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A lawyer who gave up his practice to work for a healthy society

In a rare case, a lawyer with a handsome earning, took the risk of sacrificing his profession to take to organic farming for better health of his family and society.

punjab Updated: Sep 09, 2015 16:30 IST
Gaurav Sagar Bhaskar
Gaurav Sagar Bhaskar
Hindustan Times

In a rare case, a lawyer with a handsome earning, took the risk of sacrificing his profession to take to organic farming for better health of his family and society.

Kamaljeet Singh Hayer, a 39-year-old resident of Sohangarh Rattewala village, situated at a remote location in Guru Har Sahai in Ferozepur district, after doing graduation in law, had started practising in the district courts in 2000. In a short span, he made a good name and started earning quit a lot.

However, two deaths in his family changed his way of thinking and injected in him the spirit of working for a healthy society. He lost his father in 2006 following a heart attack at the age of 53 and, four years later, his grandfather also expired but at the age of 101.

During the mourning days after the death of his grandfather, some people talked about the long age of his grandfather as he lived to the full for 101 years and, they expressed, this was the result of pure diet and the agricultural products produced without the use of chemicals and fertilisers that were leading to diseases such as heart attacks among the people at a young age.

This led him to think that this could be the reason that his father died just at the age of 53 and his father died at 101.

"My grandfather Balwant Singh Hayer passed away at the age of 101. I wondered sitting at his funeral wondering, he lived for 101 years, while his son lived only till the age of 53, and one of his grandson died at the age of just 10. What has happened to the lifespan of Punjabis? Why is it that we have been afflicted so badly by fatal diseases? Is it because we've distanced ourselves from nature to such a great extent? Will I also die early? Such questions haunted my mind," said Kamaljeet Singh.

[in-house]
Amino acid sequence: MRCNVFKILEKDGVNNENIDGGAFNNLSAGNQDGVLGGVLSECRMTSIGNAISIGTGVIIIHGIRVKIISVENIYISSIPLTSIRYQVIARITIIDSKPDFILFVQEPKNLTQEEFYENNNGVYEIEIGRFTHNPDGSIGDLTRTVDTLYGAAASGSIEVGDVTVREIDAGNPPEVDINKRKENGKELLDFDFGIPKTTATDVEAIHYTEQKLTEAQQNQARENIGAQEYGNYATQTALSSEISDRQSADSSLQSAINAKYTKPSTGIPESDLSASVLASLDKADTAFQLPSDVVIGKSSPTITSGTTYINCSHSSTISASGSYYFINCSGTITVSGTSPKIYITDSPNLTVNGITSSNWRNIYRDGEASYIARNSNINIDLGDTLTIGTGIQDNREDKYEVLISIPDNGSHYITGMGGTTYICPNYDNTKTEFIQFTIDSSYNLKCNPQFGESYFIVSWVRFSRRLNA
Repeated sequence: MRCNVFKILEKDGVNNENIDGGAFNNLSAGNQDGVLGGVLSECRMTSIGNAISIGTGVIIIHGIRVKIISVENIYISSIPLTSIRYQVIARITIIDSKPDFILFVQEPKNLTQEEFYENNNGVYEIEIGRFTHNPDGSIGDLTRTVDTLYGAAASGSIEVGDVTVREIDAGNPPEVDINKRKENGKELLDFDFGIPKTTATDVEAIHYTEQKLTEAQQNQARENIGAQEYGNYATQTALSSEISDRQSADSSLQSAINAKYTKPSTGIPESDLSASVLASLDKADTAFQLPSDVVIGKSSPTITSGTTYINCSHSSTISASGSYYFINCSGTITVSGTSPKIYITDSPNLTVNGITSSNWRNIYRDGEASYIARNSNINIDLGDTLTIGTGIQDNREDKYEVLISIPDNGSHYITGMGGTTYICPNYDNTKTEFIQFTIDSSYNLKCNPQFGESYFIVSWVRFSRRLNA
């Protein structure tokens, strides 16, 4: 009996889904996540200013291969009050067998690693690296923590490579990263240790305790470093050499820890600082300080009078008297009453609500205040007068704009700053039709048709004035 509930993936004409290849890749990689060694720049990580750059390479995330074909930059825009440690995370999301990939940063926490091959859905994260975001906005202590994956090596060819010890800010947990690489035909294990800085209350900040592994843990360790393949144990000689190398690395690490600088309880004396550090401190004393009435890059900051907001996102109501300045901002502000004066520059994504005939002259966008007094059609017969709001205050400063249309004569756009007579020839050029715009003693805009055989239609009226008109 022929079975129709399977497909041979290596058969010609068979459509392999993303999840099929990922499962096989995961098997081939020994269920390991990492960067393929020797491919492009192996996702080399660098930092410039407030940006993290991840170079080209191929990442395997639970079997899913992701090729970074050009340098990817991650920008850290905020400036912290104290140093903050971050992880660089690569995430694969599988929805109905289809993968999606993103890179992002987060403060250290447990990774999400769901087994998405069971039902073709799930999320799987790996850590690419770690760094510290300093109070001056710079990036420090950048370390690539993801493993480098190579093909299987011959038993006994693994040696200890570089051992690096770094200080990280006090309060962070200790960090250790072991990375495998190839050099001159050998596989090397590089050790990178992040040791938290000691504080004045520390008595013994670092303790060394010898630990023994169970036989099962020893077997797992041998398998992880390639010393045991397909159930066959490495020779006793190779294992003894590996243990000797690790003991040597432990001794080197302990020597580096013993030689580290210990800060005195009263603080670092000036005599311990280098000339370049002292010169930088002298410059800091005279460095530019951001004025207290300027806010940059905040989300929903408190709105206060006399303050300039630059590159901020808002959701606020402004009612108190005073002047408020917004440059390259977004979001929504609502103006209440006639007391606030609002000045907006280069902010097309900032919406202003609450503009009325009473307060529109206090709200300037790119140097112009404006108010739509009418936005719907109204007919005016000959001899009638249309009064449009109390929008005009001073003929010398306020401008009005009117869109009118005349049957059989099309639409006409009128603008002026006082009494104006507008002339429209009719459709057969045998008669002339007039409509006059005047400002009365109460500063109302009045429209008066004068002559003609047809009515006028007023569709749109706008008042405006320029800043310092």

"These thoughts disturbed me so intensely that I decided to give up the profession as an advocate and do farming that too without the use of any chemicals to save me and my family", said Hayer talking to HT.

"Earlier I was fighting for the rights of other people but now trying to convince farmers to adopt organic farming for a better future of present as well as future generations," said Kamaljeet.

"I started doing organic farming not only on my 20 acres of land, but also succeeded in prevailing upon other farmers to abandon the of chemicals and stop burning stubble in fields," said Hayer.

"Initially, even my family vigorously opposed the notion of organic farming but, later on, they came in my support," said the organic farmer.

"Now co-villagers Gurbaj Singh Dosanjh, Pappu Kumar, Ashok Kumar and me are doing organic farming in about 100 acres. Next year, we are aiming at launching 'A Farm to Kitchen' concept under which organic food products to will be made available to at least twenty families to increase production," said Hayer.

"We have planted 30 varieties of fruit trees besides herbal plants including alovera, tulsi and lemon grass etc.

"We are targeting to do organic farming in 200 acres in a year and plant more than 200 varieties of herbal plants," he said.

Kamaljeet was honoured for doing organic farming by Umender Dutt, a member of the special task force formed by the Prime Minister Office, New Delhi, to promote organic farming.

First Published: Sep 09, 2015 15:58 IST